5 JUNE 1926, Page 22


(Alberto Morano, Naples'. 1925.)

VOLTAIRE has had two peaks to his fame, one of which collapsed with his death, the other of which the twentieth century is witnessing a gradual crumbling. Yet his fame will not diminish with the passage of time, though, like Tetrarch's, it will rest on work which the author. himself

considered comparatively negligible. -

There are two aspects of art, polities and religion, that which is fundamental and that which is accidental. In art we have the content, the imaginative message ; and. we have the style by which the message" is expresSed and conveyed to others. In religion we have - the dogma, on which its ethics ultimately depend, and all its beauty (dry as dust as they may appear in their. philosophical abstractions to the common man) ; and we have the varying representations of the dogma according - to -the -spirit of the age; (In -polities we have certain fimdainental principles; and we-. have maxims, that is, useful but contradictory principles derived from experiehce for the kti idalnee of statesmen:; the Scylla and Charybdis between which the barque of the State should be piloted if shipwreck is to be avoided. Voltaire was an unsurpassed master of style ; but the imaginative message of all that he considered his more important literary creations—his plays, in particular—is alas ! so amazingly commonplace, that we wonder now however it could be that he was hailed in his lifetime as the greatest dramatist since Racine, and one of the greatest poets of all time. Again, in matters of religion, his piercing sarcasm demolished the anthropomorphic representations of Christian dogma which had survived from a former age into an age of scepticism, itself incapable of recreating its own repre- sentations. Thus he thought to have demolished the dognia of Christianity ; and the force of his ridicule has persisted until of late years. But now, with the Church no longer assailed by the high priests of science, we are beginning to see clearly that his sharpest rapier thrusts were far wide of the mark that he intended. The old man with the beard ; the fire and brimstone of the bottomless pit ; the golden harps and thrones of the blessed have passed into the realms of poetry ; but God and Hell and Heaven remain. Here Voltaire's most passionate efforts have burnt out utterly.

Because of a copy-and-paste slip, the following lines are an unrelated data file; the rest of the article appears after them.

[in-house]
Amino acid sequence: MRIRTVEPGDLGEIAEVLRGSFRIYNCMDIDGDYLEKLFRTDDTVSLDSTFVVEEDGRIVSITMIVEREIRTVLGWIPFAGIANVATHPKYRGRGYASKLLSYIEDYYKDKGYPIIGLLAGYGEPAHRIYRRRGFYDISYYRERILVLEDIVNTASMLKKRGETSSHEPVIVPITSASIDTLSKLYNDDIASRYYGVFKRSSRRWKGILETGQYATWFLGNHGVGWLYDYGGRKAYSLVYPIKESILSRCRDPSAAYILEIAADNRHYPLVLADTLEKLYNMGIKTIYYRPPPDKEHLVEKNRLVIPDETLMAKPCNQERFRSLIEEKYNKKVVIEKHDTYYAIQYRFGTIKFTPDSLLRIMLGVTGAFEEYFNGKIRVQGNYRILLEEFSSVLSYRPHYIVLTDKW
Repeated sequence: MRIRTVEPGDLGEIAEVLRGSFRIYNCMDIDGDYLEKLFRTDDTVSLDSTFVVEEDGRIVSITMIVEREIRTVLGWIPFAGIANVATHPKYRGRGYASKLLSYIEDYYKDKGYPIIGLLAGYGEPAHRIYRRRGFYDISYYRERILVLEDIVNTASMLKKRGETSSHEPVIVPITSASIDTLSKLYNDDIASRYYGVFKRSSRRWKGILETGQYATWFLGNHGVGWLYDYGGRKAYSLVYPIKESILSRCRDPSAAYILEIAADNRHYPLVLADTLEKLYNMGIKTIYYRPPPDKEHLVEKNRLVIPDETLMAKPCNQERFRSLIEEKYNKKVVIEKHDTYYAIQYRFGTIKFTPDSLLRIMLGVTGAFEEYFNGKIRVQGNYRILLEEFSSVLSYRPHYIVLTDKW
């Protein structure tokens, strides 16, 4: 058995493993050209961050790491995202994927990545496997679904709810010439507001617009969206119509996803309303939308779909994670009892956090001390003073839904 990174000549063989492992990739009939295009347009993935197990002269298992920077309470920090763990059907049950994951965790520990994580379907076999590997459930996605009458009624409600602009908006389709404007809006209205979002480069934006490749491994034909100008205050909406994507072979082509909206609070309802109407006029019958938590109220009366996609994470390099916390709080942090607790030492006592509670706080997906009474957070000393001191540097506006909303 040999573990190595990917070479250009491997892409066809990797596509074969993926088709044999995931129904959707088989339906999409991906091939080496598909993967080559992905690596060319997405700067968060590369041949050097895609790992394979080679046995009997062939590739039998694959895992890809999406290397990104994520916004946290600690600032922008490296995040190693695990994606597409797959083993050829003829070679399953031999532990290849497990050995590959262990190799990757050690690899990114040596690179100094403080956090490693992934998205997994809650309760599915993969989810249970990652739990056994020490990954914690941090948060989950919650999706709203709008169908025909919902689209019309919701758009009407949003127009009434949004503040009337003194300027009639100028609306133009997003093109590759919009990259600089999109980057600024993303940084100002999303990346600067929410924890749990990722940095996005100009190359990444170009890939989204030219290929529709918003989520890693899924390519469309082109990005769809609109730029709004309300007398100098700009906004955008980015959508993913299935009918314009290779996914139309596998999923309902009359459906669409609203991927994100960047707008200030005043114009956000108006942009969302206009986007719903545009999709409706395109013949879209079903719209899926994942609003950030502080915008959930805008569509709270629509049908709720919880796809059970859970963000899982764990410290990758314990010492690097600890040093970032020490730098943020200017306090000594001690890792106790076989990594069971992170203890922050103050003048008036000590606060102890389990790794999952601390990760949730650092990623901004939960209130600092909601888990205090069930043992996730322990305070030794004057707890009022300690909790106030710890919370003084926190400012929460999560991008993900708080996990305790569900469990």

. And so in politics. His gospel of liberty seems more and more to Latins to be a vain philosophy ; just the blind mistaking of maxims, which in his time needed, indeed, to be stressed on account of the flagrant abuse of their opposites, for fundamental principles. Signor Labriola exposes Voltaire's political thought, stripped of Voltaire's masterly exposition. It is, in fact, the despairing cry of a past generation who reacted finely but have not convinced those Latins. Con- sidering the obvious sincerity of , the writer, there is an element of pathos in the appearance of his book in the midst of the crumbling of his world. Yet Voltaire will live, for he hated injustice and he hated cant with a passionate sincerity ; he was gifted with as ready a wit as ever a man possessed ; he was, as we have already said, an unsurpassed master of style ; and as an observer of human nature he was singularly acute. Whenever, then, he satirized the weakness of his fellow-creatures, being careful to make examples of their universal failings ; whenever he inveighed against this and that gross breach of justice current in his time, or this or that criminal blunder, and whenever he described just what he observed without reasoning too much thereon, he is a delight to the lover of bright incon- sequences and a tonic to all who hate self-deception and desire to see themselves as they really are. Mr. Richard Aldington's book is an extremely fair and sober guide to the study of a fascinating character, and